Any last requests? Yes, says death row inmate. Turn me into fish food

The final requests of death- row prisoners facing execution have often included large orders of pork chops, fried chicken and bucket loads of ice cream.

Never before has an inmate asked for his body to be turned into fish food and fed to goldfish, all in the name of art. But that is exactly what Gene Hathorn, a convicted murderer on death row in Texas, has pledged to do if his final appeal fails.

Hathorn, 47, who was convicted of killing his father, stepmother and stepbrother in 1985, has given his consent to Marco Evaristti to use his body as an "art installation" that contributes to a wider project on capital punishment. Mr Evaristti, 45, a Chilean-born artist who lives in Denmark, said he would first deep-freeze Hathorn's body and then turn it into fish food which visitors at the exhibition could feed to a shoal of goldfish.

Mr Evaristti aims to begin the work within a year if Hathorn is refused an appeal for the third time and he hopes he can stage the show in America in a public gallery such as the Museum of Modern Art in New York. "Gene Hathorn's story is a powerful one but it is not his story that is as important for me as the system that exists in a society such as America's in such a vulgar and primitive way, the system of killing people like this. I wanted to raise awareness of the fact there are people killed legally in our Western civilisation."

Mr Evaristti met Hathorn, who has been on death row since 1985, while researching the longest serving inmates. He first visited Hathorn in April this year and has made several trips back to his prison in Livingston. When he suggested the idea for the art installation, Hathorn apparently smiled and agreed immediately. "One of the reasons I chose the theme of fish food is because in his court papers, they considered him a piece of 'human trash'. This is what the court papers called him, with regards to eliminating human trash. He wants to be a part of this art. It's the last thing he can do for society and he views it as positive," he said.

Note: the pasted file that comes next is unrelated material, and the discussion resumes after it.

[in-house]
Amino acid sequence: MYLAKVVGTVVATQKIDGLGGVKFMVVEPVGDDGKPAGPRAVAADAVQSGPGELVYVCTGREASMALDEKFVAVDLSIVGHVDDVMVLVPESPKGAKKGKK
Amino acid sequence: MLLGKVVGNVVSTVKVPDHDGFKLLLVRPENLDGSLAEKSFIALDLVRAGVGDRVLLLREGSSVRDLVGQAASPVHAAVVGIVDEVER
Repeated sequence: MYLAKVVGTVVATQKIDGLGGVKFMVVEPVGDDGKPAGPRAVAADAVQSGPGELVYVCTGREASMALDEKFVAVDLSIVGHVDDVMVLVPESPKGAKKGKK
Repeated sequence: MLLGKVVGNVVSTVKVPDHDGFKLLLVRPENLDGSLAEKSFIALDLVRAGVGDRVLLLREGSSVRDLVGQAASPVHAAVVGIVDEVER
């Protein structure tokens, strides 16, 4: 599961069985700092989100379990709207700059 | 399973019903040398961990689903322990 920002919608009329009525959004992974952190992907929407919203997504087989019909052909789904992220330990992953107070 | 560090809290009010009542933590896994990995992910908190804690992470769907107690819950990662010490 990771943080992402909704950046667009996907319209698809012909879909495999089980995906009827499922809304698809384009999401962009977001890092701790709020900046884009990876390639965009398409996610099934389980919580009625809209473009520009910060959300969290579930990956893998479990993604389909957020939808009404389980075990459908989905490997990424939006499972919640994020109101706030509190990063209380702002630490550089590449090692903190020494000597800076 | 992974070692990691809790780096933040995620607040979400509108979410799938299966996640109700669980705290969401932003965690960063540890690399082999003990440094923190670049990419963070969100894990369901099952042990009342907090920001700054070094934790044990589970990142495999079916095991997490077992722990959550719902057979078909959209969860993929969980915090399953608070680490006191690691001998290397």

Lawyers are doubtful as to whether Hathorn's will – which makes the artist the heir to his body – is valid. But Mr Evaristti said: "We are confident that we can solve this issue before Hathorn is executed ... I'm fully prepared for the legal situation around Gene."

Michelle Lyons, a spokeswoman for the Texas Department for Criminal Justice, told The Art Newspaper that a death- row prisoner could "select a person to handle the disposition of their remains".

In the meantime, Mr Evaristti is helping to raise £125,000 for an investigation into events surrounding the circumstances of Hathorn's conviction, in hope that it may lead to an appeal.

The artist said vital details such as the sexual abuse Hathorn experienced at the hands of his father, an alleged Ku Klux Klan member, was not included in court proceedings that led to his convictions and the death penalty. He asked Hathorn to start drawing in prison and he has already sold £52,000 worth of drawings produced by the convict.

Mr Evaristti said he was in contact with a German company that would be willing to assist him with the fish-food project. The exhibition will consist of a large aquarium filled with hundreds of goldfish, which visitors will be able to feed using food made from Hathorn's body.

It will be part of a wider project by Mr Evaristti, who, in August, presented a clothing collection called "The Last Fashion", in which 15 models wore outfits designed by him. He stated that those garments were for death-row prisoners to wear on their execution day, to be offered by mail order to prisoners whose execution dates are imminent.

He has also designed an execution bed to be shown at the Art Copenhagen art fair later this month. Mr Evaristti came to international attention in 2000 when he placed goldfish in electric blenders filled with water. Visitors to the exhibition at Denmark's Trapholt Art Museum could choose to press a button, turn on the blenders and kill the fish.

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